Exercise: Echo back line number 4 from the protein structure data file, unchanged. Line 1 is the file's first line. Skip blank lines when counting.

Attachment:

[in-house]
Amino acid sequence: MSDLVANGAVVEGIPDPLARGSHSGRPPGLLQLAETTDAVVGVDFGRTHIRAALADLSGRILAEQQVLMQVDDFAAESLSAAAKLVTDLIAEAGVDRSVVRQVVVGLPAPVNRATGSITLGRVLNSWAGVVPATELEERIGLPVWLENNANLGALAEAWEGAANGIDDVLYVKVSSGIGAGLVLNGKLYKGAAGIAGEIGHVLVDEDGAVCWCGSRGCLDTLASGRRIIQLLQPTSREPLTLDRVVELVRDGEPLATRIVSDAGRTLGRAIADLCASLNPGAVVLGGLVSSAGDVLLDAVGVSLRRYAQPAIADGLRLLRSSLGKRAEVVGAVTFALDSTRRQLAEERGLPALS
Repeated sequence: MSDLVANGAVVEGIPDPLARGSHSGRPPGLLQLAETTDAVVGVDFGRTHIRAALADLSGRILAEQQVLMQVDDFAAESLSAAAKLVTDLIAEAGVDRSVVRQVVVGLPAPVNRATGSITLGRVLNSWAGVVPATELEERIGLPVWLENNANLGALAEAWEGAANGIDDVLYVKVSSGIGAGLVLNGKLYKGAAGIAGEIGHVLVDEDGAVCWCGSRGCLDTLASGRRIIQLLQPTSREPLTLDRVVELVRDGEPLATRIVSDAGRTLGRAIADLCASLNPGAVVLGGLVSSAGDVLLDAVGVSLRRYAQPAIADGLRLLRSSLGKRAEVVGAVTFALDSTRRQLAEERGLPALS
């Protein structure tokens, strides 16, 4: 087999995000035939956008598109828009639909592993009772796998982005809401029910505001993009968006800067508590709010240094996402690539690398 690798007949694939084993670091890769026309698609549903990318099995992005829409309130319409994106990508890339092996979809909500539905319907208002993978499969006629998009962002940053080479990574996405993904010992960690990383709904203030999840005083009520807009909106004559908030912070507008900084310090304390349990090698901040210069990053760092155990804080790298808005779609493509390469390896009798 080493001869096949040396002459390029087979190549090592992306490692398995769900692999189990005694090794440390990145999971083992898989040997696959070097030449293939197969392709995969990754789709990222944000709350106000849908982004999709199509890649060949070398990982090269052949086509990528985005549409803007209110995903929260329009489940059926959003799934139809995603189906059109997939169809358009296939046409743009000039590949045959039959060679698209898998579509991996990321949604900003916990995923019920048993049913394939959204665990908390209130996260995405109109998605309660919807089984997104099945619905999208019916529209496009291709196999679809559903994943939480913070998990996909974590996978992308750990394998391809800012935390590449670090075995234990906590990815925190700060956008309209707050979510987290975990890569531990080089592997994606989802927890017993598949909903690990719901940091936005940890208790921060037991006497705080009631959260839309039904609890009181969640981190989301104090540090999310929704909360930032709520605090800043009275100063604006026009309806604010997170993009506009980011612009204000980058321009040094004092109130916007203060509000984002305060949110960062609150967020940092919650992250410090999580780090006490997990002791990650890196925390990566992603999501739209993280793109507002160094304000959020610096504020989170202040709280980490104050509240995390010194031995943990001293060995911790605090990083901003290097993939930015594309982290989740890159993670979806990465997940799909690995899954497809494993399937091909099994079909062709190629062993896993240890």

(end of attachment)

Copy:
């Protein structure tokens, strides 16, 4: 087999995000035939956008598109828009639909592993009772796998982005809401029910505001993009968006800067508590709010240094996402690539690398 690798007949694939084993670091890769026309698609549903990318099995992005829409309130319409994106990508890339092996979809909500539905319907208002993978499969006629998009962002940053080479990574996405993904010992960690990383709904203030999840005083009520807009909106004559908030912070507008900084310090304390349990090698901040210069990053760092155990804080790298808005779609493509390469390896009798 080493001869096949040396002459390029087979190549090592992306490692398995769900692999189990005694090794440390990145999971083992898989040997696959070097030449293939197969392709995969990754789709990222944000709350106000849908982004999709199509890649060949070398990982090269052949086509990528985005549409803007209110995903929260329009489940059926959003799934139809995603189906059109997939169809358009296939046409743009000039590949045959039959060679698209898998579509991996990321949604900003916990995923019920048993049913394939959204665990908390209130996260995405109109998605309660919807089984997104099945619905999208019916529209496009291709196999679809559903994943939480913070998990996909974590996978992308750990394998391809800012935390590449670090075995234990906590990815925190700060956008309209707050979510987290975990890569531990080089592997994606989802927890017993598949909903690990719901940091936005940890208790921060037991006497705080009631959260839309039904609890009181969640981190989301104090540090999310929704909360930032709520605090800043009275100063604006026009309806604010997170993009506009980011612009204000980058321009040094004092109130916007203060509000984002305060949110960062609150967020940092919650992250410090999580780090006490997990002791990650890196925390990566992603999501739209993280793109507002160094304000959020610096504020989170202040709280980490104050509240995390010194031995943990001293060995911790605090990083901003290097993939930015594309982290989740890159993670979806990465997940799909690995899954497809494993399937091909099994079909062709190629062993896993240890």